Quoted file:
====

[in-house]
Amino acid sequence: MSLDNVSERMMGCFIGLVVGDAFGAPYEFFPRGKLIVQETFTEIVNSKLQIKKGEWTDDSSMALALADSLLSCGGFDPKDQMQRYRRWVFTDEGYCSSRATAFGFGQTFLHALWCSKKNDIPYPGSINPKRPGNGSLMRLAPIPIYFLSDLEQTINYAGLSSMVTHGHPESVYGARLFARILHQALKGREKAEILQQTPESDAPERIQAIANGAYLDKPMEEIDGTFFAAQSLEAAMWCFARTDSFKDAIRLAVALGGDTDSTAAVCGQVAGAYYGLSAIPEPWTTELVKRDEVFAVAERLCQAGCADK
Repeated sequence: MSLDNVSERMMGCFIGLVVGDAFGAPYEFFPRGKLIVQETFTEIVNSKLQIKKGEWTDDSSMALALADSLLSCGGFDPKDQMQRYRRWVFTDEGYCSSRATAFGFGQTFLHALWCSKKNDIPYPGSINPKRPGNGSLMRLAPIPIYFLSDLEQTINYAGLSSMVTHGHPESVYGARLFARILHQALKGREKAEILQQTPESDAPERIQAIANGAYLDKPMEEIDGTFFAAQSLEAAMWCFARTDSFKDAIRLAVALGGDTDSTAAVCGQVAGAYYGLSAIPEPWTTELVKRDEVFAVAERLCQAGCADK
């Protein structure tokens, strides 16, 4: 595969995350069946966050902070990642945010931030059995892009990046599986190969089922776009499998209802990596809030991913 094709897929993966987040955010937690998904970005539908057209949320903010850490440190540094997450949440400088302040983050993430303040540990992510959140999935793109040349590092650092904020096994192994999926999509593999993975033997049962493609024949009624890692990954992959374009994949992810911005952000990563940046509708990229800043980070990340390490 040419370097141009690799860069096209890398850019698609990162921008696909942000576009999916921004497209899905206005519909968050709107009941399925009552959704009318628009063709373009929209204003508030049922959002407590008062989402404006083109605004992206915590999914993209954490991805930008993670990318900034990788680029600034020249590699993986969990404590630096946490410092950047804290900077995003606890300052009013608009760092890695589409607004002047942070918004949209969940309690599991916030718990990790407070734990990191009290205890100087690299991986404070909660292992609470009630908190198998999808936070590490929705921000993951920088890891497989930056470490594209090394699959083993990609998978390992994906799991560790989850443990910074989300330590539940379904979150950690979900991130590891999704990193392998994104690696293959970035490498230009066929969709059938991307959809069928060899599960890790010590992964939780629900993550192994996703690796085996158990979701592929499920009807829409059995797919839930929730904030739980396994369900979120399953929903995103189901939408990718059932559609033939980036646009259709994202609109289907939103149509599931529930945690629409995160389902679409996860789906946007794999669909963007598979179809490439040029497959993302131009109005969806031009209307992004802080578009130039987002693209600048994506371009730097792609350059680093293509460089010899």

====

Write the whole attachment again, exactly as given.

[in-house]
Amino acid sequence: MSLDNVSERMMGCFIGLVVGDAFGAPYEFFPRGKLIVQETFTEIVNSKLQIKKGEWTDDSSMALALADSLLSCGGFDPKDQMQRYRRWVFTDEGYCSSRATAFGFGQTFLHALWCSKKNDIPYPGSINPKRPGNGSLMRLAPIPIYFLSDLEQTINYAGLSSMVTHGHPESVYGARLFARILHQALKGREKAEILQQTPESDAPERIQAIANGAYLDKPMEEIDGTFFAAQSLEAAMWCFARTDSFKDAIRLAVALGGDTDSTAAVCGQVAGAYYGLSAIPEPWTTELVKRDEVFAVAERLCQAGCADK
Repeated sequence: MSLDNVSERMMGCFIGLVVGDAFGAPYEFFPRGKLIVQETFTEIVNSKLQIKKGEWTDDSSMALALADSLLSCGGFDPKDQMQRYRRWVFTDEGYCSSRATAFGFGQTFLHALWCSKKNDIPYPGSINPKRPGNGSLMRLAPIPIYFLSDLEQTINYAGLSSMVTHGHPESVYGARLFARILHQALKGREKAEILQQTPESDAPERIQAIANGAYLDKPMEEIDGTFFAAQSLEAAMWCFARTDSFKDAIRLAVALGGDTDSTAAVCGQVAGAYYGLSAIPEPWTTELVKRDEVFAVAERLCQAGCADK
């Protein structure tokens, strides 16, 4: 595969995350069946966050902070990642945010931030059995892009990046599986190969089922776009499998209802990596809030991913 094709897929993966987040955010937690998904970005539908057209949320903010850490440190540094997450949440400088302040983050993430303040540990992510959140999935793109040349590092650092904020096994192994999926999509593999993975033997049962493609024949009624890692990954992959374009994949992810911005952000990563940046509708990229800043980070990340390490 040419370097141009690799860069096209890398850019698609990162921008696909942000576009999916921004497209899905206005519909968050709107009941399925009552959704009318628009063709373009929209204003508030049922959002407590008062989402404006083109605004992206915590999914993209954490991805930008993670990318900034990788680029600034020249590699993986969990404590630096946490410092950047804290900077995003606890300052009013608009760092890695589409607004002047942070918004949209969940309690599991916030718990990790407070734990990191009290205890100087690299991986404070909660292992609470009630908190198998999808936070590490929705921000993951920088890891497989930056470490594209090394699959083993990609998978390992994906799991560790989850443990910074989300330590539940379904979150950690979900991130590891999704990193392998994104690696293959970035490498230009066929969709059938991307959809069928060899599960890790010590992964939780629900993550192994996703690796085996158990979701592929499920009807829409059995797919839930929730904030739980396994369900979120399953929903995103189901939408990718059932559609033939980036646009259709994202609109289907939103149509599931529930945690629409995160389902679409996860789906946007794999669909963007598979179809490439040029497959993302131009109005969806031009209307992004802080578009130039987002693209600048994506371009730097792609350059680093293509460089010899």